With an estimated $45 billion of market cap value not being captured by most ocean carriers due to a lack of digital transformation, it makes sense to start your digitalization now. We at BlueX created the market-leading Freight Commerce Platform (FCP) to enable carriers to monetize their container shipments better than any distribution channel in the world. We understand that it is a financial imperative that ocean freight carriers look to other sources of revenue to safeguard their enterprises.
If you're interested in learning more about how BlueX can help your enterprise to drive two times better shareholder value through our Freight Commerce Platform, check out the article below.
The digitalization of the freight industry is creating a more integrated logistics ecosystem. Shippers who have become accustomed to digitalized services are embracing the technologies, and carrier innovators are reaping the rewards. Carriers that have successfully navigated this digital transformation are seeing market values at multiples two times higher than their non-digitalized industry peers.
For example, Maersk and Hapag-Lloyd were two of the first carriers to embrace digitalization, and the results have been substantial. Their market cap to EBITDA ratio is almost twice that of non-digitalized carriers. This market reality does not bode well for non-digitalized carriers who continue down the same path with their current business models.
Despite being early adopters to digitalization, Maersk and Hapag-Lloyd do not hold a monopoly on this new wave of ocean carrier innovation. Their asset-heavy, vertically integrated digital model required substantial investment and continues to be a Closed Freight Network (CFN), as their monetization services are currently not open to other carriers.
At BlueX, we created the market-leading Open Freight Marketplace (OFM). The key benefit to OFM is that it enables carriers to monetize their container shipments better than any distribution channel in the world. With the shift in customer expectations and the need to monetize containers more effectively, it is a financial imperative that ocean freight carriers look to other sources of revenue to safeguard their enterprises.
By all measures, the container shipping industry is enormous and growing.
- 90% of all global freight is shipped via ocean
- $7 Trillion of goods are shipped annually
- TEU volumes nearly quadrupled over the last 20 years (1995-2016)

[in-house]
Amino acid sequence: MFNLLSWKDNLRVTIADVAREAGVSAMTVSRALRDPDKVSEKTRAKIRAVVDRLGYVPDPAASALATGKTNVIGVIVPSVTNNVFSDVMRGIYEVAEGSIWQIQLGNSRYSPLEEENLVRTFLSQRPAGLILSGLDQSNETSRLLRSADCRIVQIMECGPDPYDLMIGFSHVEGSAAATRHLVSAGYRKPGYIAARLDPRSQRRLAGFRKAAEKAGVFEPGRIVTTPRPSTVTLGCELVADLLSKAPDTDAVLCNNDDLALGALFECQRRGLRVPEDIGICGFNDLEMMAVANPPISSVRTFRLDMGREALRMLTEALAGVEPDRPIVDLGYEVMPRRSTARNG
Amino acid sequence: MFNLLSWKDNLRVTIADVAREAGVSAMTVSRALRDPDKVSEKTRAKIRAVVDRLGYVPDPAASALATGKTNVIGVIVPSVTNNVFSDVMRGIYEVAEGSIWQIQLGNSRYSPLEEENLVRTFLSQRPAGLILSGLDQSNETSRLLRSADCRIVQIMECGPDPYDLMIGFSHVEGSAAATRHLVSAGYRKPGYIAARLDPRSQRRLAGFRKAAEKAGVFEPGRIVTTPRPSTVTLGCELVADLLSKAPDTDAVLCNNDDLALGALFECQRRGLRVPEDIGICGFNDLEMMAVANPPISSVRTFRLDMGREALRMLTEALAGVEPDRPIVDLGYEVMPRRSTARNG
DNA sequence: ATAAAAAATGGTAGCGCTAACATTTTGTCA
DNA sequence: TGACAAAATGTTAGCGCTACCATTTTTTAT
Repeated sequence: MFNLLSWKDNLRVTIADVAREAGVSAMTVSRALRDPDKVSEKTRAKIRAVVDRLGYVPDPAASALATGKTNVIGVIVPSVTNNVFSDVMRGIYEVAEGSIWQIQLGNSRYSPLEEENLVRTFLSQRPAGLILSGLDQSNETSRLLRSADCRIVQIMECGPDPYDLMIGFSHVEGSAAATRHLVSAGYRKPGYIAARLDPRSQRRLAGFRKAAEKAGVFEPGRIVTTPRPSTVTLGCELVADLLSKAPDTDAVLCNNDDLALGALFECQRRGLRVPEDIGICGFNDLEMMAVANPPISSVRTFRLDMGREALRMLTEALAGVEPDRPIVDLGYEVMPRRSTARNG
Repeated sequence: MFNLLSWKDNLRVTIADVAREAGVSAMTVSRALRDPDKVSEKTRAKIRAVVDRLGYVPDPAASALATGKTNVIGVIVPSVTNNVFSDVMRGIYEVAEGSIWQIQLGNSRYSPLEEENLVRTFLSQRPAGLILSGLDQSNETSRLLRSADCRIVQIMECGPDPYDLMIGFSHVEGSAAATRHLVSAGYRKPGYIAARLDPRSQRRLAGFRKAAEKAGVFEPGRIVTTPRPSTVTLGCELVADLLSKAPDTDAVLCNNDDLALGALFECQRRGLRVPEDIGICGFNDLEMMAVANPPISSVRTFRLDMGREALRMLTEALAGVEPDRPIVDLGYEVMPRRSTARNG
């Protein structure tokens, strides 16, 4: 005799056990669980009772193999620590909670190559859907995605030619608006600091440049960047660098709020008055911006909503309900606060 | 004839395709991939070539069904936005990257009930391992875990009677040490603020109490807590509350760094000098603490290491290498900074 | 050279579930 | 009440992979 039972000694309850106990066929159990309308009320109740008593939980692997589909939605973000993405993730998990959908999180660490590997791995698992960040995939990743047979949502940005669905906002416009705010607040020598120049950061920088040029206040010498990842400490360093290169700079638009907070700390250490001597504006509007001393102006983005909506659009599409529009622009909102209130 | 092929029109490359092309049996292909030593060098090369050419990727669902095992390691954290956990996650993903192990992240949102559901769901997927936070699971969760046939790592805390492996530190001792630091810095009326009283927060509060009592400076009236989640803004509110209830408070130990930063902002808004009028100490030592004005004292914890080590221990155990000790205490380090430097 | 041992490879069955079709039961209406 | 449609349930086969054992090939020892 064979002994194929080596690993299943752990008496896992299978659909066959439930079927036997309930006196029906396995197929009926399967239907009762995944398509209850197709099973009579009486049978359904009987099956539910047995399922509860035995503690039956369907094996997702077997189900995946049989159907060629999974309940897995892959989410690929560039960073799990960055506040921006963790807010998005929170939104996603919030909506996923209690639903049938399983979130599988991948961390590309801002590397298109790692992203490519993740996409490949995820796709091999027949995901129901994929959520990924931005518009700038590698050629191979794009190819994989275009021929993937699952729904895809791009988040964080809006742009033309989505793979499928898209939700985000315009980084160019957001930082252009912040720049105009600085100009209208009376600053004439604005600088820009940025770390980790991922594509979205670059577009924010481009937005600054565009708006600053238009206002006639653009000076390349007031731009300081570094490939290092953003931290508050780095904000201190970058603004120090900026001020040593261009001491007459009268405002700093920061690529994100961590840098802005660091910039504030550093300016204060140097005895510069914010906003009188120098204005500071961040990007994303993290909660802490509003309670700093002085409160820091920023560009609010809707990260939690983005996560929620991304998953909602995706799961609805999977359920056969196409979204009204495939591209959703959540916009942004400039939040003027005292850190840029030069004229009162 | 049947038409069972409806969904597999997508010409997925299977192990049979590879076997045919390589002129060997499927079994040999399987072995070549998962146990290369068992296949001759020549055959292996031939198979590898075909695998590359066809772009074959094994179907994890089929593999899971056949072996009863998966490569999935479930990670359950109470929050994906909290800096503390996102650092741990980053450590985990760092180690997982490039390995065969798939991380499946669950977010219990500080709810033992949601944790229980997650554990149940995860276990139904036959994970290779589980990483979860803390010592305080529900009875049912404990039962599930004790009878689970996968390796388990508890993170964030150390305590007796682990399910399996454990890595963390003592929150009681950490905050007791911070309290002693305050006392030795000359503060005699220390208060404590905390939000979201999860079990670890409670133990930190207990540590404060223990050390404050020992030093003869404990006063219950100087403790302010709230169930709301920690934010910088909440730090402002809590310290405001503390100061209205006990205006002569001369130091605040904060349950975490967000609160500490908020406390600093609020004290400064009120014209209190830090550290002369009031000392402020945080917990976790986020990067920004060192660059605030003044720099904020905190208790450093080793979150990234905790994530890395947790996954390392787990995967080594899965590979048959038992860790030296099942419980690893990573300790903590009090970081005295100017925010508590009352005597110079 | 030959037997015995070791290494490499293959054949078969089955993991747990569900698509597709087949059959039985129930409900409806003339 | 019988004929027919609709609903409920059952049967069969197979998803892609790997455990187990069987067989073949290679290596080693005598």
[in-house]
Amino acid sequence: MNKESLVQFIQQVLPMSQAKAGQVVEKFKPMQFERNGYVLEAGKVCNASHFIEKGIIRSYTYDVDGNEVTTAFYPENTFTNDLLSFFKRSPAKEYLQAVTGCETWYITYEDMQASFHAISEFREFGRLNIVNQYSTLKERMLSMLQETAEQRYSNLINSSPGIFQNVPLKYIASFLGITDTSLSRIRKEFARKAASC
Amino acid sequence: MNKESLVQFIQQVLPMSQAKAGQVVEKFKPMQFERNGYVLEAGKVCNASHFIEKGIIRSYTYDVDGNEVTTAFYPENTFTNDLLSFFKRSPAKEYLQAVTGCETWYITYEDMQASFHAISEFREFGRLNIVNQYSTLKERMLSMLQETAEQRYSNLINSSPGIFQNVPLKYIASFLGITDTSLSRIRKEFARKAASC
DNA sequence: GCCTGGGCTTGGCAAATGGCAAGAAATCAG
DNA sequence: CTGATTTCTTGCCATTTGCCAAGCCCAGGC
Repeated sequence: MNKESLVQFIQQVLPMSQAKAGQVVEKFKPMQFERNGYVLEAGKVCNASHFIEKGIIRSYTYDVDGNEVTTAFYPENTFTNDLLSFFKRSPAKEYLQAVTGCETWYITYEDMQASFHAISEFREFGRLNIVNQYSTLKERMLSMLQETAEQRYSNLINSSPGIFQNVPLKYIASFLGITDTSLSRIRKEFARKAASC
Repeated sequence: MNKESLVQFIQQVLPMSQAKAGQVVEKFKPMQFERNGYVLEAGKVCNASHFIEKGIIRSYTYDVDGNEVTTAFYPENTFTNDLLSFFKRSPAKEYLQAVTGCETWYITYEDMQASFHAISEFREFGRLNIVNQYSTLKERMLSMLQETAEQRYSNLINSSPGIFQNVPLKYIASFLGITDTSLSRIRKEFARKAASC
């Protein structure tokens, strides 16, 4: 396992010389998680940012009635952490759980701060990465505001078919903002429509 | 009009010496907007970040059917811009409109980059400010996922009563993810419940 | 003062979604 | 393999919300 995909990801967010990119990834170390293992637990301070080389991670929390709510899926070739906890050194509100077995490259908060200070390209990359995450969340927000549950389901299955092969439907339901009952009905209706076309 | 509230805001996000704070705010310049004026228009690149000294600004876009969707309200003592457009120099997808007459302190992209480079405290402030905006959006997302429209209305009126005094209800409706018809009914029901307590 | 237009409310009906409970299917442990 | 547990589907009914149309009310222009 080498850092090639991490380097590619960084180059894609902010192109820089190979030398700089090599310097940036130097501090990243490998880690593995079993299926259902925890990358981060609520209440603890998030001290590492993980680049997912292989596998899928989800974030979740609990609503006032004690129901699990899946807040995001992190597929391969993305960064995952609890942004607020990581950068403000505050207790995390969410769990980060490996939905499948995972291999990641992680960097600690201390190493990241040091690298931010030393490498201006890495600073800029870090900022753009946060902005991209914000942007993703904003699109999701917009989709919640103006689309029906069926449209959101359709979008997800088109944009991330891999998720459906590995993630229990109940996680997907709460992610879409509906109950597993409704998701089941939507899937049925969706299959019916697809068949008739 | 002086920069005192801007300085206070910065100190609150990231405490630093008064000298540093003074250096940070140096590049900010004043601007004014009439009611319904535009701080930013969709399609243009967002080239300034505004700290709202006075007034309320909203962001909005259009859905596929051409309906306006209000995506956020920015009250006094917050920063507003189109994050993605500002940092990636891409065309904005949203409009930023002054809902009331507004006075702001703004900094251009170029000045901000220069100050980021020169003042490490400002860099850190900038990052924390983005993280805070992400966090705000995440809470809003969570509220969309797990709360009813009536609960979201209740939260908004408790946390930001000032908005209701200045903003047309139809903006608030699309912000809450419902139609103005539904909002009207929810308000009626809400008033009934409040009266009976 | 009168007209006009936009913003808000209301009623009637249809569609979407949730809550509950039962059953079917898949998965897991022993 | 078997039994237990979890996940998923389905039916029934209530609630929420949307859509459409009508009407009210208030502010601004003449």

In such a growing market, one would expect industry players to demonstrate reasonable returns. However, the average return on invested capital (ROIC) for container carriers for the last 20 years has been a mere 2.6%. In other words, carriers have not been able to return their weighted average cost of capital, which is between 8-10%*.
With that said, the 2.6% ROIC result is an average, and averages can be deceiving. Top performers in the industry see significantly higher returns. Carriers that listen to their customers’ needs and digitize those needs are having a very different experience. Nowhere is the difference more pronounced than with contrasting the non-digitalized carriers with Maersk and Hapag-Lloyd, who are the leaders in digital transformation and revenue diversification.
*Brave New World? Container Transport in 2043, McKinsey & Company, 2018, pg 27.
Two carriers that have been making the shift to digital over the last several years have been Maersk and Hapag-Lloyd. These carriers proved the viability and benefits of digitalization with the implementations of their Closed Freight Network, albeit with massive investment.
These digitalized carriers have not only made investments in their digital transformation but have also invested in integrated logistics. They achieved this by investing in trade-services like trucking, warehousing, and financing, which bring a more diversified set of revenue streams.
The investment community has taken notice and valued their efforts at a significant premium to other carriers (average of 9.8x vs. 5.7x Market Cap to EBITDA ratio), demonstrating a growing digital wedge between those executing on a digital strategy and those that are falling behind.
It is helpful to look at Maersk and Hapag-Lloyd’s market capitalization to EBITDA ratio to help quantify the impact of their differing approaches. The higher multiples are a clear indicator that the market is favoring the new digitized business models of Maersk and Hapag-Lloyd compared to their non-digitalized competitors.
Non-digitalized carriers are leaving tremendous value on the table by not further digitizing their businesses and enabling downstream trade service revenue. By analyzing the top publicly traded non-digitalized carrier’s, we estimate there to be $45 billion of market cap value that is not being captured.
More importantly, Maersk and Hapag-Lloyd’s efforts are boosting their competitiveness by creating a gravitational pull of partners into their closed ecosystems. If trends continue, non-digitalized carriers will not only see eroding margins but will also see themselves limited in their potential ecosystem relationships where Closed Freight Networks dominate.
There has always been a level of uncertainty for ocean carriers, as market volatility is a reality of the industry. However, peak seasons have not given carriers the boost to their rates as expected in the last several years, with carrier financial returns consequently suffering.
With the China-US trade war continuing to reduce global trade, and fears of yet another global recession, it’s no wonder Hapag-Lloyd and Maersk decided to move to diversify their revenue stream. Steady container volumes cannot be depended upon in carrier business models where demand is so heavily dependent on freight prices. Like many carriers, Maersk and Hapag-Lloyd recognized that the volatility of container volumes was not a stable model for future revenue growth.
Indeed, container volumes shipped are affected by a myriad of factors, but many carriers have reacted by continuing to grow their fleets and inventory alone (i.e., 20,000 TEU container ships). Maersk has seen a boost to its profits by pushing forward with a different monetization strategy.
“Today up to 80% of our earnings comes from container shipping,” Maersk Chief Executive Soren Skou said in an interview. “Hopefully a couple of years from now will be much closer to a 50-50 scenario between ocean and non-ocean services.”